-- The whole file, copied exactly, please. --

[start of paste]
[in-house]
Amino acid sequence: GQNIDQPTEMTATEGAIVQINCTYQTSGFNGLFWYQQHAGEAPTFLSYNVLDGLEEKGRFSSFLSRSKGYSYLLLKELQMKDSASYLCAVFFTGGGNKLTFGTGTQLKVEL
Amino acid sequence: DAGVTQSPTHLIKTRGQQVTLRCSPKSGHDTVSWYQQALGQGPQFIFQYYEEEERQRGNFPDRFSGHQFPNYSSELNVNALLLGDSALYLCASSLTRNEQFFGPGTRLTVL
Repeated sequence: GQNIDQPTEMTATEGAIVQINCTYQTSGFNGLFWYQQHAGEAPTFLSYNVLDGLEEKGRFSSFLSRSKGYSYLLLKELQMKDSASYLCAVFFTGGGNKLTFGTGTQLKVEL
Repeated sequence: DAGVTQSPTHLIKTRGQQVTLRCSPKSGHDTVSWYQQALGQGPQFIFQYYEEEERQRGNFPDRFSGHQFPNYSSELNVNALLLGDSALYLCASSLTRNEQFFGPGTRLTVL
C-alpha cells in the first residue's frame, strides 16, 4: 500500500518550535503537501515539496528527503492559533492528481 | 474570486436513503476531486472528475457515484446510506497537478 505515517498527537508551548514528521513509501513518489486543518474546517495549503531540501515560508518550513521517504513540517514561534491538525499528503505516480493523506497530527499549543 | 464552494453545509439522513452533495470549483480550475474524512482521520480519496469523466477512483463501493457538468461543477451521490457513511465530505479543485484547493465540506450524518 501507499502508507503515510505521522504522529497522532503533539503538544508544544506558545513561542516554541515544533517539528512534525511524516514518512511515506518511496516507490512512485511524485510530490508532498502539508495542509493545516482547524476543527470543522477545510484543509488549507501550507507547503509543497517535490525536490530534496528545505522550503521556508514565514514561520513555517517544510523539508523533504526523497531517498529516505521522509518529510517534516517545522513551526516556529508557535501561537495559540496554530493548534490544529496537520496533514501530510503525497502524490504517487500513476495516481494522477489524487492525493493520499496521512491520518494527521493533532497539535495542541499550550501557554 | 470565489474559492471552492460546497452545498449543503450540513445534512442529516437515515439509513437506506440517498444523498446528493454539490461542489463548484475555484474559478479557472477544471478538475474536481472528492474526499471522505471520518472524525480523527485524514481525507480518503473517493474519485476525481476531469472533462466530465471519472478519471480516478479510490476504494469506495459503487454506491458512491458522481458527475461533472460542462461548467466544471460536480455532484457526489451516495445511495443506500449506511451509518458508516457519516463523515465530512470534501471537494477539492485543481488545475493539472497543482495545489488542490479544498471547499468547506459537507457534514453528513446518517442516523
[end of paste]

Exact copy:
[in-house]
Amino acid sequence: GQNIDQPTEMTATEGAIVQINCTYQTSGFNGLFWYQQHAGEAPTFLSYNVLDGLEEKGRFSSFLSRSKGYSYLLLKELQMKDSASYLCAVFFTGGGNKLTFGTGTQLKVEL
Amino acid sequence: DAGVTQSPTHLIKTRGQQVTLRCSPKSGHDTVSWYQQALGQGPQFIFQYYEEEERQRGNFPDRFSGHQFPNYSSELNVNALLLGDSALYLCASSLTRNEQFFGPGTRLTVL
Repeated sequence: GQNIDQPTEMTATEGAIVQINCTYQTSGFNGLFWYQQHAGEAPTFLSYNVLDGLEEKGRFSSFLSRSKGYSYLLLKELQMKDSASYLCAVFFTGGGNKLTFGTGTQLKVEL
Repeated sequence: DAGVTQSPTHLIKTRGQQVTLRCSPKSGHDTVSWYQQALGQGPQFIFQYYEEEERQRGNFPDRFSGHQFPNYSSELNVNALLLGDSALYLCASSLTRNEQFFGPGTRLTVL
C-alpha cells in the first residue's frame, strides 16, 4: 500500500518550535503537501515539496528527503492559533492528481 | 474570486436513503476531486472528475457515484446510506497537478 505515517498527537508551548514528521513509501513518489486543518474546517495549503531540501515560508518550513521517504513540517514561534491538525499528503505516480493523506497530527499549543 | 464552494453545509439522513452533495470549483480550475474524512482521520480519496469523466477512483463501493457538468461543477451521490457513511465530505479543485484547493465540506450524518 501507499502508507503515510505521522504522529497522532503533539503538544508544544506558545513561542516554541515544533517539528512534525511524516514518512511515506518511496516507490512512485511524485510530490508532498502539508495542509493545516482547524476543527470543522477545510484543509488549507501550507507547503509543497517535490525536490530534496528545505522550503521556508514565514514561520513555517517544510523539508523533504526523497531517498529516505521522509518529510517534516517545522513551526516556529508557535501561537495559540496554530493548534490544529496537520496533514501530510503525497502524490504517487500513476495516481494522477489524487492525493493520499496521512491520518494527521493533532497539535495542541499550550501557554 | 470565489474559492471552492460546497452545498449543503450540513445534512442529516437515515439509513437506506440517498444523498446528493454539490461542489463548484475555484474559478479557472477544471478538475474536481472528492474526499471522505471520518472524525480523527485524514481525507480518503473517493474519485476525481476531469472533462466530465471519472478519471480516478479510490476504494469506495459503487454506491458512491458522481458527475461533472460542462461548467466544471460536480455532484457526489451516495445511495443506500449506511451509518458508516457519516463523515465530512470534501471537494477539492485543481488545475493539472497543482495545489488542490479544498471547499468547506459537507457534514453528513446518517442516523